Independent Student Newspaper for the University of Texas at San Antonio

The Paisano

Independent Student Newspaper for the University of Texas at San Antonio

The Paisano

Independent Student Newspaper for the University of Texas at San Antonio

The Paisano

Passing the torch

Panda Po’s lackluster newest adventure fails to capitalize on nostalgia
Kara Lee




Spoiler warning: This article discusses spoilers for “Kung Fu Panda 4.”

The Kung Fu Panda films are one of the best-animated film series in the history of cinema. From plot to dialogue to animation to music, they are top-tier content for viewers of all ages. “Kung Fu Panda 4” comes out nearly a decade after the third film, but a rewatch is certainly necessary to follow this new movie.

The plot follows Master Po as he is charged with choosing his successor, the next Dragon Warrior, and combating a new nemesis called the Chameleon, a shapeshifting sorceress reptile. This movie takes Po out of the familiar setting of the Valley of Peace and into a metropolis, accompanied by the criminal fox Zhen, voiced by Awkwafina. Together, with the support of Po’s goose and panda dads and a band of misfits, they defeat the villain and bond as master and student. 

While engaging, the movie’s plot is heavily predictable, particularly the twist of Zhen working for the villain all along and then having a change of heart. “Kung Fu Panda 4” lacks the heavy emotional core of the past three movies. The first had Po being discriminated against and overcoming obstacles, the second dealt with loss and an emotionally conflicted Po and the third dealt with family and death. One of the film series’ strengths is its ability to introduce both humor and sadness seamlessly to make the audience care about the characters, and this installation falls short.

“Kung Fu Panda 3” was heavily criticized for its sub-par villain in comparison to the first and second films. The fourth installment is not an improvement. While expertly voiced by Viola Davis, the Chameleon is not particularly threatening or vicious like the previous villains, Tai Lung or Lord Shen, and she does not even have an epic musical theme like Kai. Her origin story is also poorly written, as she cites her small size as the reason why she was rejected from learning kung fu — nevermind that Master Shifu, a red panda, Viper, a serpent and Mantis, a literal insect, are all proportional to or smaller than her. It simply does not make sense.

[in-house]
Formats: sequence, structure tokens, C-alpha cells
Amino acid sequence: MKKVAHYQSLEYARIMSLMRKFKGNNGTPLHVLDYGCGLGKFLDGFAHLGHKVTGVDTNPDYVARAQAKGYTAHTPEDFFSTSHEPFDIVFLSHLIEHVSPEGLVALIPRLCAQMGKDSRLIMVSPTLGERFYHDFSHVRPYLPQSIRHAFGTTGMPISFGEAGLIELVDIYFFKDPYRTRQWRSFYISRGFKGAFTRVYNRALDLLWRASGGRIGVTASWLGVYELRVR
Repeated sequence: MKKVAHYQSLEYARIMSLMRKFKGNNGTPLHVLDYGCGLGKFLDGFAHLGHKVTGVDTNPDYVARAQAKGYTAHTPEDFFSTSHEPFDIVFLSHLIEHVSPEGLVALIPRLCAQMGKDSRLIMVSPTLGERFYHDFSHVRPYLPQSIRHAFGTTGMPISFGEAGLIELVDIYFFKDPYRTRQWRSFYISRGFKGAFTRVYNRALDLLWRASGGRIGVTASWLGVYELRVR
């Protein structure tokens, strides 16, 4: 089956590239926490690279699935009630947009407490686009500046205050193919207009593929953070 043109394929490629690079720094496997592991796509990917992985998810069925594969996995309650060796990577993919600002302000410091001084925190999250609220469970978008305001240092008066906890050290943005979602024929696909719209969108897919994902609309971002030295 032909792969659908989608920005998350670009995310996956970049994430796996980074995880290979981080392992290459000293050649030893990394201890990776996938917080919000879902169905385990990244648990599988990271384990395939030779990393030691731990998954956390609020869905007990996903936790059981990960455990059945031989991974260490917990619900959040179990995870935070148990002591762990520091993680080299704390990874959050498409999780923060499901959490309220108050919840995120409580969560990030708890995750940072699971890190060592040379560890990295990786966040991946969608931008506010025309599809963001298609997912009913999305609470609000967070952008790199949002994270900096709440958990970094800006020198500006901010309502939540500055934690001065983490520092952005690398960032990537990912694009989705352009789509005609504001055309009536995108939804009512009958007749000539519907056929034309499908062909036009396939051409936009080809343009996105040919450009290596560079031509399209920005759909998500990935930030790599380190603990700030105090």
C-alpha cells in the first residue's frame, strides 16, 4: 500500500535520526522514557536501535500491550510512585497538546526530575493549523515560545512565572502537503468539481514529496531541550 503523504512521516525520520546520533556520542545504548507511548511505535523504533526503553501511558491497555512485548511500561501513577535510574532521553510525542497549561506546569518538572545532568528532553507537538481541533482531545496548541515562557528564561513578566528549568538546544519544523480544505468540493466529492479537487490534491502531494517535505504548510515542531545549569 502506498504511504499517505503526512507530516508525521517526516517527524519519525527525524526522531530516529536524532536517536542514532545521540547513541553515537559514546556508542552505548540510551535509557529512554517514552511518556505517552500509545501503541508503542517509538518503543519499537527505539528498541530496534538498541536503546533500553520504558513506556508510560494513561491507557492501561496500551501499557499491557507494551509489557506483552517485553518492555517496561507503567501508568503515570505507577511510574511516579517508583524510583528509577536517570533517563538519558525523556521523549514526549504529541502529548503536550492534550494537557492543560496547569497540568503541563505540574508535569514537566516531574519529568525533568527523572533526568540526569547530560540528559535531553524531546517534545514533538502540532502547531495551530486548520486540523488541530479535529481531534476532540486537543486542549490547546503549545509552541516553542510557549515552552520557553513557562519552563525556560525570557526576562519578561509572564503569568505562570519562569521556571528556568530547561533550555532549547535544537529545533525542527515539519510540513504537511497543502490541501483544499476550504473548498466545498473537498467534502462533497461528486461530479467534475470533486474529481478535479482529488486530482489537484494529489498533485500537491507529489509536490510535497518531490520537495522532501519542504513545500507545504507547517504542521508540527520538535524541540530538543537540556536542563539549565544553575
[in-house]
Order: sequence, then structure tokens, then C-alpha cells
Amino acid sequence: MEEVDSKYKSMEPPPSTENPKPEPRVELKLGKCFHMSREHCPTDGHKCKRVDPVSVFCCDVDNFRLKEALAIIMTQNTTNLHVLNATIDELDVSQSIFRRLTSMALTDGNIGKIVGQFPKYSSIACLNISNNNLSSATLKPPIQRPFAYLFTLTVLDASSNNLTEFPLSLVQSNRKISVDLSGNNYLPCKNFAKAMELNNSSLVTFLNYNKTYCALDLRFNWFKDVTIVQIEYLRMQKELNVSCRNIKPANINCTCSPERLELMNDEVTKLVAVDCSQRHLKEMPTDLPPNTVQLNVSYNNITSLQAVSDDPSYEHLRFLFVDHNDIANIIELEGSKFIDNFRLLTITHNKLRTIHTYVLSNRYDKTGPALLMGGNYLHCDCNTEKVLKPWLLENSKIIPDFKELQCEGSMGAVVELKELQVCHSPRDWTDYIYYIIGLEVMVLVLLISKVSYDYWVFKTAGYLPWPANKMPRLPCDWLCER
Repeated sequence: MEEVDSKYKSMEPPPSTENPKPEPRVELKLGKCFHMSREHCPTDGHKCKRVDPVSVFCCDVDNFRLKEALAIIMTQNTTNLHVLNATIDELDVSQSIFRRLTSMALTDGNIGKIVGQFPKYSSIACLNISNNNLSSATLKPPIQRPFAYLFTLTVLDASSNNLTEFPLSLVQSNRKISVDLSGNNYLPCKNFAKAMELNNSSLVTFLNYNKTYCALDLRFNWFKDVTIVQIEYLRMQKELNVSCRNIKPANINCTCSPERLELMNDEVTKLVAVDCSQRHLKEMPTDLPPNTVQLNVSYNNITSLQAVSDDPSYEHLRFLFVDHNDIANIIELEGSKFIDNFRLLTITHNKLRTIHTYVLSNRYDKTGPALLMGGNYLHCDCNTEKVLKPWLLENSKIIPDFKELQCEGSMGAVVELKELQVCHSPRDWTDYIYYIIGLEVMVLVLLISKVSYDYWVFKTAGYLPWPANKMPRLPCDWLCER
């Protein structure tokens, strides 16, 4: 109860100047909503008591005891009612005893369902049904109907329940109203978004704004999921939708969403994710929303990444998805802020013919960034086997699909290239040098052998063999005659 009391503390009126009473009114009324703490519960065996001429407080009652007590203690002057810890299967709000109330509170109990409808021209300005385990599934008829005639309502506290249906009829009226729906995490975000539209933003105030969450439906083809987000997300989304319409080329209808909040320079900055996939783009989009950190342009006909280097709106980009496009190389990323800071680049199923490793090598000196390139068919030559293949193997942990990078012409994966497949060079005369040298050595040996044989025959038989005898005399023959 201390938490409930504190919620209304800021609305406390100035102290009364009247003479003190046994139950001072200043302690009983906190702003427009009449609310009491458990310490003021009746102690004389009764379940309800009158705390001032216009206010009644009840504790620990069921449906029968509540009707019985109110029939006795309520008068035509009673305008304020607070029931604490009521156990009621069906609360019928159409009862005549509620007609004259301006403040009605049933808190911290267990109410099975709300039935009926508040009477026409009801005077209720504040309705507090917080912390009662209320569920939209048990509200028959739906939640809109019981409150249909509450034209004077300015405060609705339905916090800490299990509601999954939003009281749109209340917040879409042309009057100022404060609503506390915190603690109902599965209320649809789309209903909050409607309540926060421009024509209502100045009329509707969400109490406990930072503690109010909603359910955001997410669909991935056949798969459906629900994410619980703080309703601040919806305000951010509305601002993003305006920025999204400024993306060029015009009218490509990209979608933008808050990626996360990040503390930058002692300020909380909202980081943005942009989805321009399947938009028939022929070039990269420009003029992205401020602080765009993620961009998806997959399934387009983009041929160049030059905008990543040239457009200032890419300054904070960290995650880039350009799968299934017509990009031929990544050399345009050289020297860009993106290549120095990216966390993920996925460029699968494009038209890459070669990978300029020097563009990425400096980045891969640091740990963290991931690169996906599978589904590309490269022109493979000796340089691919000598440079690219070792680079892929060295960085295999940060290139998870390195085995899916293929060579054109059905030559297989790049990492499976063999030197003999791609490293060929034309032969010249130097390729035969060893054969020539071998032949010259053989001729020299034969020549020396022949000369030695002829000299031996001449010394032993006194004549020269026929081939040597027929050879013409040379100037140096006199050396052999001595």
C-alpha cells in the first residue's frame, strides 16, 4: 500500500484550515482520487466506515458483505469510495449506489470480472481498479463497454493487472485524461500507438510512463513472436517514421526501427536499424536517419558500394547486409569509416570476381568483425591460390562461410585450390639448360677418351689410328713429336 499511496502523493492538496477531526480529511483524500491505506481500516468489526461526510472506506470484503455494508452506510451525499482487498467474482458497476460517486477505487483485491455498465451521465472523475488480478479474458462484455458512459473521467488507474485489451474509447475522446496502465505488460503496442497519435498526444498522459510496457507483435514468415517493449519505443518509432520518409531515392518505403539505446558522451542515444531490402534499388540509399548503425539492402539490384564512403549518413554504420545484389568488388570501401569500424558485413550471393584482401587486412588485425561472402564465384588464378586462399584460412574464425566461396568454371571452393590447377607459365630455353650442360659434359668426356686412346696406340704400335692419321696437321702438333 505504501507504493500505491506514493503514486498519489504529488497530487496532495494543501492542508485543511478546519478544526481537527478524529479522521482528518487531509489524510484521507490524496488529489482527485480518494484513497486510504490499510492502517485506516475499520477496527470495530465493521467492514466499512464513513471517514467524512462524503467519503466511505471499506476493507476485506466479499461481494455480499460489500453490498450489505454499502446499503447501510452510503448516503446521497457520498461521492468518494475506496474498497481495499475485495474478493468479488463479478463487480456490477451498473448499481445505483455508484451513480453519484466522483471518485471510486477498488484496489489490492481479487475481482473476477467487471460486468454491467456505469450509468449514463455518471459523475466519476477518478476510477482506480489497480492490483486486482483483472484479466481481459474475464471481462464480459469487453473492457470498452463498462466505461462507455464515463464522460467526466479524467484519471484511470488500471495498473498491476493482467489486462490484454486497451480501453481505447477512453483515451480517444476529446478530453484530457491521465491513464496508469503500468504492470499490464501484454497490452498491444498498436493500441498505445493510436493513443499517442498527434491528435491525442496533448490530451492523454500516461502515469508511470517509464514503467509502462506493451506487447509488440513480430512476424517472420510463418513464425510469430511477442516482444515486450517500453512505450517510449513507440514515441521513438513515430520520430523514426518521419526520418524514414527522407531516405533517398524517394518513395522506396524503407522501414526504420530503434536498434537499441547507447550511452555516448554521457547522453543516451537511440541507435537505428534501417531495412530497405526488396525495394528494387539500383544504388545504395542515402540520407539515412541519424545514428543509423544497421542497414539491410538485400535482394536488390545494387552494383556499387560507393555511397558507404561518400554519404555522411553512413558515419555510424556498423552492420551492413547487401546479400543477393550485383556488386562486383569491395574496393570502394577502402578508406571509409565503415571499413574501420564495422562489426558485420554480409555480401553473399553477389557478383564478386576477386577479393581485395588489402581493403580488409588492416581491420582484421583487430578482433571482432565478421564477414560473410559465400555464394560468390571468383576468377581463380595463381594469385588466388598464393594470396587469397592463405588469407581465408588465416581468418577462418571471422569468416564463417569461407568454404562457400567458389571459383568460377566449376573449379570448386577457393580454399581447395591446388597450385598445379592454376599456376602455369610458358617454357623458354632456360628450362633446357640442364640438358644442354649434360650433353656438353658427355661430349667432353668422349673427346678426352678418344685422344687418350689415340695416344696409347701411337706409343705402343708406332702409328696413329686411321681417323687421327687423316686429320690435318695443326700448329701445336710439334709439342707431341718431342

The film’s biggest issue, for hardcore “Kung Fu Panda” fans at least, is its failure to bring back voice actors to reprise their roles. The Furious Five, Po’s good friends and helpful sidekicks, are absent for the entire film and only make nonverbal cameos in the credits. While the movie attempts to use Po’s dads as funny side characters to make up for it, their absence is painfully felt throughout the movie — especially Tigress. 

A big point of the movie is the return of Po’s previous villains from past movies. Although they were thankfully able to bring back Ian McShane to voice Tai Lung, the mute appearance of Gary Oldman’s vicious Lord Shen and J. K Simmons’ imposing Kai leaves audiences disappointed every time they are in the frame. 

“Kung Fu Panda 4” is worth a watch, as it is entertaining and as funny as the previous films, but it is not worthy of the big screen,  nor is it particularly memorable. Kids will enjoy it, however, even if adults leave unsatisfied.

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About the Contributors
Marcela Montufar Soria
Marcela Montufar Soria, Multimedia Editor
Marcela (She/Her/Ella) is an Honors College History and Classical Studies and Humanities major with a concentration in Religious Studies and a minor in East Asian Studies. She is an international student from Mexico and is the fourth member of her family to be a student at UTSA. After graduation, she plans to pursue a graduate education in Chinese history. Outside of school, Marcela volunteers at the Witte Museum as a gallery attendant during the weekends. Her hobbies include violin playing, amateur stargazing, video editing, writing, reading non-fiction, and painting. She joined the Paisano in Fall 2021, became Assistant Multimedia Editor in Spring 2022, and became Multimedia Editor in Spring 2023.
Kara Lee
Kara Lee, Graphic Editor
Kara is a communication major on track to graduate in 2025. After graduating they hope to work for non-profits that specialize in environmental concerns so they can give back to the planet that provides so much for us. When Kara is not in school or working they can be found either drawing or hiking.

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